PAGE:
I thought the filmmaker of “Oh the Effing Horror” did a really great job of keeping the viewer guessing what would happen throughout the entire film – all the way to the very end. And I thought that it provided just enough suspense that there was imminent danger while at the same time keeping things lighthearted enough by having such goofy banter between Chris and Luci. The Luci character was especially well written as she spent the majority of the film appearing to be the typecast “dumb woman” victim that a lot of horror films have. Just as she was appearing to be the most naïve it was refreshing to see her stand up for herself and tell Chris to back off. And then having Chris begin to turn into a hateful character was another genius move because then the ending was all that more satisfying for the viewer. Seeing him become one of her zombies was one of the best final scenes I have ever seen in a horror film.
Those comments, while positive and critical, were exceptionally helpful. They were specific. So, as a director, next time, I can work with my lead, if his style of delivery is distracting. Best of all, as a filmmaker, I know that my film was actually watched and critiqued. I didn’t make it into that festival, but, I learned a lot about what worked, and what didn’t work. That is easily worth the submission fee.
These comments were from an international film festival in Mexico whose submission fees peak at $60.
The film is very funny! The script has a very nice rhythm and great dialogue, it sounds very natural coming from the well-chosen cast which performed very good also. The director is talented and has a good style, nothing out of the box, but he has a good timing for comedy. The sound is very decent, so the only things that I didn’t liked about the film were the bad make up and the flat cinematography. For a horror film, no matter if the film is a comedy or not, the most important thing is the make up. Unless you want your audience laugh[ing] at your bad make up, then as a director you have to show it in a more evident way, in this particular case, I don’t think that was the purpose. The problem with the cinematography is just the lighting. It doesn’t matter if it was shot with a Red dragon or a hi8 camera, lighting makes the difference between a flat image and a well composed shot full of texture and tones. If this two things wouldn’t be bad, this film would be amazing.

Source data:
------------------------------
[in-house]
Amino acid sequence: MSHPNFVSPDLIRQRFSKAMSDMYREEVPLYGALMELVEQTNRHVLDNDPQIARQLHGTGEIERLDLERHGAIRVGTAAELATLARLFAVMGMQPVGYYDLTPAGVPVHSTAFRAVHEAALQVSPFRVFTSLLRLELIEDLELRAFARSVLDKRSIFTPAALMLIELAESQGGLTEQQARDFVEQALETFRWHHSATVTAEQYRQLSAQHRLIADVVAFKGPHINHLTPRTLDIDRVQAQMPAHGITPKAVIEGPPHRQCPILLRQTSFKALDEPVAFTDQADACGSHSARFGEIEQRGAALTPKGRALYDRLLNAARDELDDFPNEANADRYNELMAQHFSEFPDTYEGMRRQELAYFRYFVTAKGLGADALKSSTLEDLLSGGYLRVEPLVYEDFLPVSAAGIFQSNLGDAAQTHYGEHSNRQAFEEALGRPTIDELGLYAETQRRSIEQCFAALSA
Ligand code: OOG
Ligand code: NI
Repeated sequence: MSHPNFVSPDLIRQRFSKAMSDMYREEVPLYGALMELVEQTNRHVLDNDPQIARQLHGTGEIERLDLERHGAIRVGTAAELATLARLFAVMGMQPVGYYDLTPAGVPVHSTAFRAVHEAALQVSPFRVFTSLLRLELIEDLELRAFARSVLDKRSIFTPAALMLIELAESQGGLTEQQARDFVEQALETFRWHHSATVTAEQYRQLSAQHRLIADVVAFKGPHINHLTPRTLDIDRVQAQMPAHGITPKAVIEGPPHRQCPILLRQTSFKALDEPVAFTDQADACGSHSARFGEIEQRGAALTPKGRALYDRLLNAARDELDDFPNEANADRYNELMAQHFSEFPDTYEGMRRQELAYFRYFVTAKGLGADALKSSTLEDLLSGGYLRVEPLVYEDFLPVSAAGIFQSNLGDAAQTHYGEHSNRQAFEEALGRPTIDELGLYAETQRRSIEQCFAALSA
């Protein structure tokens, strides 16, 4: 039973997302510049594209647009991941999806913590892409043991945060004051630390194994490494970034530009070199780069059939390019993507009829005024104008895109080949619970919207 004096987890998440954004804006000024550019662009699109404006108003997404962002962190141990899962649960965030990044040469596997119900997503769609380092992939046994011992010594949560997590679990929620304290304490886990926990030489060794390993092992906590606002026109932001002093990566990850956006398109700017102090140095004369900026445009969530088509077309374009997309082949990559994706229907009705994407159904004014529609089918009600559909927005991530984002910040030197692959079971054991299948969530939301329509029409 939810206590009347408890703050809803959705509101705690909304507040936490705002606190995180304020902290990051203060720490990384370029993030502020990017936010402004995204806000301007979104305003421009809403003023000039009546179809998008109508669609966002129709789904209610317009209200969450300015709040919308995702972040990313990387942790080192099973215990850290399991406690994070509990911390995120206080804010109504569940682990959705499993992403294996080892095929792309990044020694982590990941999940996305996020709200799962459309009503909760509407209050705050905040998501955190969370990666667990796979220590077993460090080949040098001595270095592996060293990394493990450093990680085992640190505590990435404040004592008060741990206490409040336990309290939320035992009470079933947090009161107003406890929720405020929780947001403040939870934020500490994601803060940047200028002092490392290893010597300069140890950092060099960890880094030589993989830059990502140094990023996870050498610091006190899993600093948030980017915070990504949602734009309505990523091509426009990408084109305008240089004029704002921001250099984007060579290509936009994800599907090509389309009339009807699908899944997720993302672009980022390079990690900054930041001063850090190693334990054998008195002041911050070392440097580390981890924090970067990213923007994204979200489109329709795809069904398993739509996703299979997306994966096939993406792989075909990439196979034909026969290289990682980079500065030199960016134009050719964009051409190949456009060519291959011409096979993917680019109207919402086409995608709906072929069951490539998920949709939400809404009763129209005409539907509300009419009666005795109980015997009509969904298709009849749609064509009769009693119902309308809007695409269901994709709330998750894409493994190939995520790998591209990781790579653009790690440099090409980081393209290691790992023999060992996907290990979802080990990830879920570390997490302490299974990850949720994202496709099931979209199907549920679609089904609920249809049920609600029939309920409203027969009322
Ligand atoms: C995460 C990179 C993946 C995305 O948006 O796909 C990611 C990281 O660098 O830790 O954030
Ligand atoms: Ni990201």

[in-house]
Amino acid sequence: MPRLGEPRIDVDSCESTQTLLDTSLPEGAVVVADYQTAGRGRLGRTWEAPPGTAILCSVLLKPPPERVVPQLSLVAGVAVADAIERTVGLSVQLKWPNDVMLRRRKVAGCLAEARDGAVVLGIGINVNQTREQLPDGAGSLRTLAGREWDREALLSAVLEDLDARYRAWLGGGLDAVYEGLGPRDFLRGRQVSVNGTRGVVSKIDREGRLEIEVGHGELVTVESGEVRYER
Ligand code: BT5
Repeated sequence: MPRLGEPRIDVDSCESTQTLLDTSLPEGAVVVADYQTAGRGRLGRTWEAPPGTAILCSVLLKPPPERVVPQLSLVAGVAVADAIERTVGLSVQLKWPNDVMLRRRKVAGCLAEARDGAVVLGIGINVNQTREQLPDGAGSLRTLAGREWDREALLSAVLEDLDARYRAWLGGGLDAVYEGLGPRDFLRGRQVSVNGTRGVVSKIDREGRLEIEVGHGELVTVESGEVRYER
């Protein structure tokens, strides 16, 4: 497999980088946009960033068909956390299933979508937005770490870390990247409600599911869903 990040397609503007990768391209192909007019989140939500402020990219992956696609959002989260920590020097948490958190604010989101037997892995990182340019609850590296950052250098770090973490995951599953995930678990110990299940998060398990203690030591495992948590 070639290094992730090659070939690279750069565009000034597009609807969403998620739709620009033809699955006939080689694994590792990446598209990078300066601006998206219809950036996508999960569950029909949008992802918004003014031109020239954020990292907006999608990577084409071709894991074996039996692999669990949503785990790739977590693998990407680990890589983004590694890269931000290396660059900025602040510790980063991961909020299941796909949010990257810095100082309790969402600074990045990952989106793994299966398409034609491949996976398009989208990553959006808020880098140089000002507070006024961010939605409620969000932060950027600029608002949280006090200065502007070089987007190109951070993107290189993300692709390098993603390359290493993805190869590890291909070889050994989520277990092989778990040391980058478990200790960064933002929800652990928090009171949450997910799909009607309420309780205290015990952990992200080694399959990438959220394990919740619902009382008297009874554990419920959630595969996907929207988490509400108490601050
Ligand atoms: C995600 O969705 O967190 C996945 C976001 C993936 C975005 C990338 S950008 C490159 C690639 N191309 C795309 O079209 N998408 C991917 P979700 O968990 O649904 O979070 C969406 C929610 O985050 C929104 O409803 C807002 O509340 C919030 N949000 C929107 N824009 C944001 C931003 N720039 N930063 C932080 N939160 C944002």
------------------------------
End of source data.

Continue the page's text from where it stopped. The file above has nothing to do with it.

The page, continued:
This was interesting. The film was critiqued mostly for two completely different reasons than previously mentioned. In fact, it praised the script and acting that were listed as problems in the previous review. To each his own. But, most importantly, the critiques were specific. As a director, I can certainly pay more attention to building dynamic shots and improving the make-up. This critique was very helpful.
Finally, these were from a smaller festival on the East Coast with Submission Fees up to $60.
This tale of a campfire gone wrong was very predictable. Some of the effects were good, and the use of comedy provided a nice touch, but overall this film didn’t really succeed. The performances ultimately weren’t strong enough to carry this flawed story, and the jokes didn’t do enough to make the movie look more like a parody and less of a cliche.
Sorry, I couldn’t get past the bad acting and script.
Once again, this feedback said that the story was predictable, which is the exact opposite of previous feedback. However, the specificity of Reviewer #1 was helpful: the jokes didn’t do enough to make the movie look more like a parody and less of a cliche (In all honesty, as the director, I can see what they are referring to). This part was very helpful. Reviewer #2, on the other hand, provided me with nothing to work with. If they didn’t like the script, what was the problem? Was the story bad? Was the dialogue bad? I would like to know. And what was bad about the acting? Were ALL of the actors bad? One of the actors? Which one? What didn’t they like about the acting? Should I pair it with one of the earlier reviews and surmise it was the leading man? I’m hesitant to do that since there is so much discrepancy from review to review. Furthermore, since, their entire review was ten words without any specifics… Did they really watch the film? Or did they peruse it? Hmmmm.
Overall, I’m happy to hear feedback, as long as it is backed up. Someone shouting “I loved it” is as useless as someone shouting “I hated it.” Give specifics. Give me something to think about, work on, or ponder. I would like to grow as a filmmaker, as many would. So, reviewers, please help us do so.
If you would like to know more about my genre film, follow it on Instagram @OhTheEffingHorror for instant updates.
In addition, I’d like to hear your stories about festival submitting.